Hong Kong - Asian markets were mixed Tuesday as focus turned to the US midterm elections, which could impact Donald Trump's presidency, while Apple suppliers were hit by reports the tech titan had cancelled plans to ramp up output of its new iPhone.
The US goes to the polls in the first major electoral test for Trump since he took the White House and embarked on an "America First" agenda that has split opinion across the country and globally.
While his tax cuts and deregulation have helped fire the economy and push stock markets to multiple record highs earlier this year, there is a growing concern that his long-running trade row with China is beginning to bite.
The vote has the added twist of an investigation that is looking at whether his campaign colluded with Moscow to win the 2016 election. If the Democrats win both houses of congress, they could push harder for impeachment, fuelling uncertainty.
"These midterm elections carry a sizeable legal risk for the (Republicans) which could dent investor confidence as we will likely hear much more from (Russia probe lead counsel) Robert Mueller sooner rather than later," said Stephen Innes, head of Asia-Pacific trade at OANDA.
In early trade Hong Kong was down 0.2%, having lost more than 2% on Monday, while Shanghai edged down 0.6% and Taipei lost 0.5%.
However, Tokyo was up more than 1% by the break as a weak yen supported exporters, Sydney gained 0.8% and Seoul added 0.4%. Wellington rose 0.5%, Manila put on 0.6% and Jakarta climbed 0.3%.
Technology firms were among the worst performers, with companies that supply Apple taking a hit after a report in Japan's respected Nikkei business daily said it had told two Taiwan's Foxconn and Pegatron to scrap planned new production lines for the iPhone XR.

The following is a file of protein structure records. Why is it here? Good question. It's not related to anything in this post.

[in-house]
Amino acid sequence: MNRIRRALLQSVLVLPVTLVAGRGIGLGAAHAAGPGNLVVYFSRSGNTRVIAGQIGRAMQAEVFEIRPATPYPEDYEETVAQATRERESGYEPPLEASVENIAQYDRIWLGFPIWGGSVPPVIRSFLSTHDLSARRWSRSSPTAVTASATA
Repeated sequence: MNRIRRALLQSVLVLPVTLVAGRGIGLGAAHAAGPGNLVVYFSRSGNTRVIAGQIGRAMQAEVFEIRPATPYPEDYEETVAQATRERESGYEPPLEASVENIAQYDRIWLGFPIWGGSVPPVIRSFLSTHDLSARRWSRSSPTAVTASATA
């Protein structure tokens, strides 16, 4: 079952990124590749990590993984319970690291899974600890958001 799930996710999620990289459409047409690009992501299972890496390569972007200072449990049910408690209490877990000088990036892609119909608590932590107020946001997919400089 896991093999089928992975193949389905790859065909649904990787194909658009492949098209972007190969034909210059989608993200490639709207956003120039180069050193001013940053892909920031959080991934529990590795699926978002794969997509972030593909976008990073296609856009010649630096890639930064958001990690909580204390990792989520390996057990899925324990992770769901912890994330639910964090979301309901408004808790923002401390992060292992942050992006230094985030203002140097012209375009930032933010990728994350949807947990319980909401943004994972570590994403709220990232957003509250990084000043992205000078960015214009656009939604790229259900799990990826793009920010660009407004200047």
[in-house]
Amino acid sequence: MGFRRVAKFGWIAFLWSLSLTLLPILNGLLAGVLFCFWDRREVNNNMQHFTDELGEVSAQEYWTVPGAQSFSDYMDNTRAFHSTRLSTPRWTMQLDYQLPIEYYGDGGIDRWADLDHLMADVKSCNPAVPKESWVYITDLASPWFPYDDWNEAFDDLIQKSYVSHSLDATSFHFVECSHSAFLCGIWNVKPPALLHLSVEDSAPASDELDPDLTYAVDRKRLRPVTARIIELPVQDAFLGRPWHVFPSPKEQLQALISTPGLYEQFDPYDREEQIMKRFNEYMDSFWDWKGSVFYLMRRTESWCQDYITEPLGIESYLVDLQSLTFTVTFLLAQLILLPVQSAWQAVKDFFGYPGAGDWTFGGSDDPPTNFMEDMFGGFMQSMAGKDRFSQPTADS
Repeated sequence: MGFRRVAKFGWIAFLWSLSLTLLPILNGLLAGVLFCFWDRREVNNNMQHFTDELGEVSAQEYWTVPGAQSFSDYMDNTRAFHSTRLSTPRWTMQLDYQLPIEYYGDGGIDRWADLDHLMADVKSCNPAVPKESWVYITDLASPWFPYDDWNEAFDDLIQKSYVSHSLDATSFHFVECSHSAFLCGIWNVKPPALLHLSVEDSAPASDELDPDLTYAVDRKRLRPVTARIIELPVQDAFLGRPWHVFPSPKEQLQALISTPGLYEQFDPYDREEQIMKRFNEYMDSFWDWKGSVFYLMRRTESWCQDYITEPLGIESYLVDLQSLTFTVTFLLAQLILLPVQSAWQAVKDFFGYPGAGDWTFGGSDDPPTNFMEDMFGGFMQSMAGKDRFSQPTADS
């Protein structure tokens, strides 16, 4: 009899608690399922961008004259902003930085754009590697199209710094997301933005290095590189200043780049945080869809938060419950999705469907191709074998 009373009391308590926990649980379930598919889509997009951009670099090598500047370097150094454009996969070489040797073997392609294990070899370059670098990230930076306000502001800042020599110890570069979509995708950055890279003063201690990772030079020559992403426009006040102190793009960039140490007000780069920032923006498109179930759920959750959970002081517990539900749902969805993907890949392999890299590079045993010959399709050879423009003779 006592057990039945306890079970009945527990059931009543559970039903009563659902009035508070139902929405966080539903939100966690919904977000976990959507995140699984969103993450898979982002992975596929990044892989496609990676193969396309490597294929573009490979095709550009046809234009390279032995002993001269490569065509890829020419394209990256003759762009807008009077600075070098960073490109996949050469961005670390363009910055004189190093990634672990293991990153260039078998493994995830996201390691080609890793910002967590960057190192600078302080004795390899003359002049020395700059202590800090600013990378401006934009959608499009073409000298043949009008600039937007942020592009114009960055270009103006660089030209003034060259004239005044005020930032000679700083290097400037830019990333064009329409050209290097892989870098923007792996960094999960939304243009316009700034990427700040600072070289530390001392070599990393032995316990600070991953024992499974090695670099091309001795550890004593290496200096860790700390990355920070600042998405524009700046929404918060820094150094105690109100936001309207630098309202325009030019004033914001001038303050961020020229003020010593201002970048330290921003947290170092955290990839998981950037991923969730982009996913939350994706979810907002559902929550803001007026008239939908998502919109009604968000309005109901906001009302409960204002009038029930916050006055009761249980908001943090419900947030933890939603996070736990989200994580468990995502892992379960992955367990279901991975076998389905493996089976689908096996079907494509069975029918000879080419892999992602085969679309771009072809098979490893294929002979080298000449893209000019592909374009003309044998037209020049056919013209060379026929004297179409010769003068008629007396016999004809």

Pegatron fell 4% and Foxconn was 0.6% lower while other tech companies were being sold off.
Alps Electric in Tokyo sank more than 1%, Samsung dropped 1% in Seoul and AAC Technologies was more than 7% lower in Hong Kong.
Seoul-listed LG Display was 1.5%lower and Japan Display gave back 3.7%.
Firms linked to Apple were already under pressure after the US giant last week reported weaker-than-forecast iPhone sales and said it would no longer reveal how many it had shifted in its earnings.
Apple shares have fallen almost 10% since Thursday.
Past Tuesday's elections, traders are looking at the Federal Reserve's latest policy meeting, which is not expected to see another interest rate hike but will be followed for clues about its plans for future moves.
Expectations for more rises has pushed the dollar higher against its peers, though the pound is enjoying some buying as hopes grow that officials are close to an agreement on a post Brexit-deal for Britain.
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